His primary areas of investigation include Cell biology, Angiogenesis, Endothelium, Vascular endothelial growth factor A and Cancer research. The concepts of his Cell biology study are interwoven with issues in Autocrine signalling, Cellular differentiation and Anatomy. His Angiogenesis research incorporates themes from Inflammation, Proteolytic enzymes and In vivo.
His work carried out in the field of Endothelium brings together such families of science as Endothelial stem cell and Regulation of gene expression. His Vascular endothelial growth factor A study is associated with Vascular endothelial growth factor. The various areas that M. Luisa Iruela-Arispe examines in his Cancer research study include Carcinogenesis, Cancer, Prostate and Immunology.
His scientific interests lie mostly in Cell biology, Angiogenesis, Cancer research, Endothelial stem cell and Immunology. He has included themes like Vascular endothelial growth factor A and Endothelium in his Cell biology study. M. Luisa Iruela-Arispe combines subjects such as Growth factor, Vascular endothelial growth factor and Thrombospondin with his study of Angiogenesis.
His studies in Cancer research integrate themes in fields like Cancer cell, Cancer, Metastasis and Pathology. His Endothelial stem cell research is multidisciplinary, incorporating elements of Integrin and Cell growth. In his study, Monocyte is inextricably linked to Progenitor cell, which falls within the broad field of Immunology.
M. Luisa Iruela-Arispe mainly investigates Cell biology, Cancer research, Endothelium, Transcriptome and Phenotype. His Cell biology research integrates issues from Cancer cell and Monocyte. His work deals with themes such as Metastasis, Circulating tumor cell, Germ layer and Extravasation, which intersect with Cancer research.
The Endothelium study combines topics in areas such as Endothelial stem cell, Actin cytoskeleton, Cytoskeleton, Vascular permeability and Ectopic expression. M. Luisa Iruela-Arispe interconnects In vitro, Mutation, Phosphatase, Prostate cancer and Kinase in the investigation of issues within Phenotype. Within one scientific family, M. Luisa Iruela-Arispe focuses on topics pertaining to Cell cycle under Cellular differentiation, and may sometimes address concerns connected to Angiogenesis.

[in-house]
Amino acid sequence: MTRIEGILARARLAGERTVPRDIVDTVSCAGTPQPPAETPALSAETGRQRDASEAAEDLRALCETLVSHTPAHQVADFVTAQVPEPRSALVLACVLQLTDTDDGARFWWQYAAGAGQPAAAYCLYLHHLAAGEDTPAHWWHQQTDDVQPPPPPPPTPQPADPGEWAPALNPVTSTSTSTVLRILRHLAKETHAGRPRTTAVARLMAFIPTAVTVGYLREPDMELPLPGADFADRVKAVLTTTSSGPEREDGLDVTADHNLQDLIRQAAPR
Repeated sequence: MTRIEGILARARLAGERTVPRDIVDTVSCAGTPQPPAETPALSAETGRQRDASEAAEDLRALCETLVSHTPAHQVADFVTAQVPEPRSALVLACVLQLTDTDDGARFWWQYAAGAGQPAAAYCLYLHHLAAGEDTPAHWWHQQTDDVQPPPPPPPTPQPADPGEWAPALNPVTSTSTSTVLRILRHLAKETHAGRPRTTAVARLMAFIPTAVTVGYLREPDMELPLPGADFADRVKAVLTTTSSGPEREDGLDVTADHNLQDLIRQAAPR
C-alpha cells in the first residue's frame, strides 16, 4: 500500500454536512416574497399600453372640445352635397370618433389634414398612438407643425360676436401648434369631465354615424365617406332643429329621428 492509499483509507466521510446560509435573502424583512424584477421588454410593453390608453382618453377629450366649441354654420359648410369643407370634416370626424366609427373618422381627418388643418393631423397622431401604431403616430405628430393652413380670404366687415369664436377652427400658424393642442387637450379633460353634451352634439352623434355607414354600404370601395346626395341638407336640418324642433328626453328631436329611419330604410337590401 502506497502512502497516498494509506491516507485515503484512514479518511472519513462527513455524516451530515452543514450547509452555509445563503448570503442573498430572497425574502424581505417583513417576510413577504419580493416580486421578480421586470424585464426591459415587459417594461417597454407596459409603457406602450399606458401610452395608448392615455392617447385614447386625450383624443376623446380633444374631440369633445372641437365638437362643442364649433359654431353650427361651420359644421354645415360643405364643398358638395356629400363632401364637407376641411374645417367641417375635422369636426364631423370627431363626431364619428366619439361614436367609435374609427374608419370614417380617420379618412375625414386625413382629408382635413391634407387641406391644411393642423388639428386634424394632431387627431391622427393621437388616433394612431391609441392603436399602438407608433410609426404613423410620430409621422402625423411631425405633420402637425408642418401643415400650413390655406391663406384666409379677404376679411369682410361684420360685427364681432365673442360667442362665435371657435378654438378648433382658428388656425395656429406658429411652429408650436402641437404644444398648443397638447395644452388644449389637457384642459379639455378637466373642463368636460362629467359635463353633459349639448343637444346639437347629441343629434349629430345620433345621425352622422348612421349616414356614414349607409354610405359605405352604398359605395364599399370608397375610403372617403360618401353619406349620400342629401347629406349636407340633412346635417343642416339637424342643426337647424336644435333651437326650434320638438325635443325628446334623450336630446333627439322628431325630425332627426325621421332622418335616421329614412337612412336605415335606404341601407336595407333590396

His main research concerns Cell biology, Cancer cell, Cancer research, Angiogenesis and Signal transduction. His work on Myocyte as part of general Cell biology study is frequently linked to Population, therefore connecting diverse disciplines of science. His Cancer cell research is multidisciplinary, incorporating perspectives in Chemotherapy, Microvesicles, Annexin, Monocyte and Cytotoxic T cell.
The study incorporates disciplines such as Epithelium, Hypoxia, Enteritis, Breast cancer and Experimental pathology in addition to Cancer research. His Angiogenesis research includes themes of Ex vivo, In vivo, ATF3, Parabiosis and Regeneration. His biological study spans a wide range of topics, including Endothelial stem cell, Phenotype, Cell physiology, Receptor and Mechanotransduction.
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Dll4 signalling through Notch1 regulates formation of tip cells during angiogenesis
Mats Hellström;Li Kun Phng;Jennifer J. Hofmann;Elisabet Wallgard.
Autocrine VEGF Signaling Is Required for Vascular Homeostasis
Sunyoung Lee;Tom T. Chen;Chad L. Barber;Maria C. Jordan.
Myc-driven murine prostate cancer shares molecular features with human prostate tumors.
Katharine Ellwood-Yen;Thomas G. Graeber;John Wongvipat;M. Luisa Iruela-Arispe.
Cancer Cell (2003)
Processing of VEGF-A by matrix metalloproteinases regulates bioavailability and vascular patterning in tumors
Sunyoung Lee;Shahla M. Jilani;Ganka V. Nikolova;Darren R. Carpizo.
Journal of Cell Biology (2005)
Fate tracing reveals the endothelial origin of hematopoietic stem cells.
Ann C. Zovein;Jennifer J. Hofmann;Maureen Lynch;Wendy J. French.
Cell Stem Cell (2008)
Dicer-dependent endothelial microRNAs are necessary for postnatal angiogenesis.
Yajaira Suárez;Carlos Fernández-Hernando;Jun Yu;Scott A. Gerber.
Proceedings of the National Academy of Sciences of the United States of America (2008)
Thrombospondin-1 suppresses spontaneous tumor growth and inhibits activation of matrix metalloproteinase-9 and mobilization of vascular endothelial growth factor
Juan Carlos Rodríguez-Manzaneque;Timothy F. Lane;María Asunción Ortega;Richard O. Hynes.
Proceedings of the National Academy of Sciences of the United States of America (2001)
METH-1, a Human Ortholog of ADAMTS-1, and METH-2 Are Members of a New Family of Proteins with Angio-inhibitory Activity
Francisca Vázquez;Gregg Hastings;Maria Asunción Ortega;Timothy F Lane.
Journal of Biological Chemistry (1999)
Versican V1 proteolysis in human aorta in vivo occurs at the Glu441-Ala442 bond, a site that is cleaved by recombinant ADAMTS-1 and ADAMTS-4.
John D. Sandy;Jennifer Westling;Richard D. Kenagy;M. Luisa Iruela-Arispe.
Journal of Biological Chemistry (2001)
Vascular expression of Notch pathway receptors and ligands is restricted to arterial vessels.
Natividad Villa;Liberty Walker;Claire E. Lindsell;Judith Gasson.
Mechanisms of Development (2001)
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